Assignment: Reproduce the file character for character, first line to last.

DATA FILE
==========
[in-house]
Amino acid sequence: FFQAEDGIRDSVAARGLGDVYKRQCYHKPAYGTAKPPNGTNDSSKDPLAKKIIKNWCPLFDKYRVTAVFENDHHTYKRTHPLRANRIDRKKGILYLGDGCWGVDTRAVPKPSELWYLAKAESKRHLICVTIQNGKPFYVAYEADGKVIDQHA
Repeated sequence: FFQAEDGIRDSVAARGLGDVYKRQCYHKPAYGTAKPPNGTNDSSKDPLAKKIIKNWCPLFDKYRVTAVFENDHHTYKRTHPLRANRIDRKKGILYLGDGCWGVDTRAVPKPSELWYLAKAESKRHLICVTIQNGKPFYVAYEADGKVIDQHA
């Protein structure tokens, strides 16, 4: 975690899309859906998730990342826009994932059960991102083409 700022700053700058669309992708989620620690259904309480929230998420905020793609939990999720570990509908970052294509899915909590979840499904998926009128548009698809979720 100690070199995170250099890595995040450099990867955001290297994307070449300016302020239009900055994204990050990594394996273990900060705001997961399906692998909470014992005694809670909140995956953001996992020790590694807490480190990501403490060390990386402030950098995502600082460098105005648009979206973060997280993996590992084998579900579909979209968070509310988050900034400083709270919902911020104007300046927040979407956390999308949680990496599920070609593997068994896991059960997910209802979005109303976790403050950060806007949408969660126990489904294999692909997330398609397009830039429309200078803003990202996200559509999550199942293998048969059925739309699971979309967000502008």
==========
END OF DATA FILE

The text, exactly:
[in-house]
Amino acid sequence: FFQAEDGIRDSVAARGLGDVYKRQCYHKPAYGTAKPPNGTNDSSKDPLAKKIIKNWCPLFDKYRVTAVFENDHHTYKRTHPLRANRIDRKKGILYLGDGCWGVDTRAVPKPSELWYLAKAESKRHLICVTIQNGKPFYVAYEADGKVIDQHA
Repeated sequence: FFQAEDGIRDSVAARGLGDVYKRQCYHKPAYGTAKPPNGTNDSSKDPLAKKIIKNWCPLFDKYRVTAVFENDHHTYKRTHPLRANRIDRKKGILYLGDGCWGVDTRAVPKPSELWYLAKAESKRHLICVTIQNGKPFYVAYEADGKVIDQHA
């Protein structure tokens, strides 16, 4: 975690899309859906998730990342826009994932059960991102083409 700022700053700058669309992708989620620690259904309480929230998420905020793609939990999720570990509908970052294509899915909590979840499904998926009128548009698809979720 100690070199995170250099890595995040450099990867955001290297994307070449300016302020239009900055994204990050990594394996273990900060705001997961399906692998909470014992005694809670909140995956953001996992020790590694807490480190990501403490060390990386402030950098995502600082460098105005648009979206973060997280993996590992084998579900579909979209968070509310988050900034400083709270919902911020104007300046927040979407956390999308949680990496599920070609593997068994896991059960997910209802979005109303976790403050950060806007949408969660126990489904294999692909997330398609397009830039429309200078803003990202996200559509999550199942293998048969059925739309699971979309967000502008």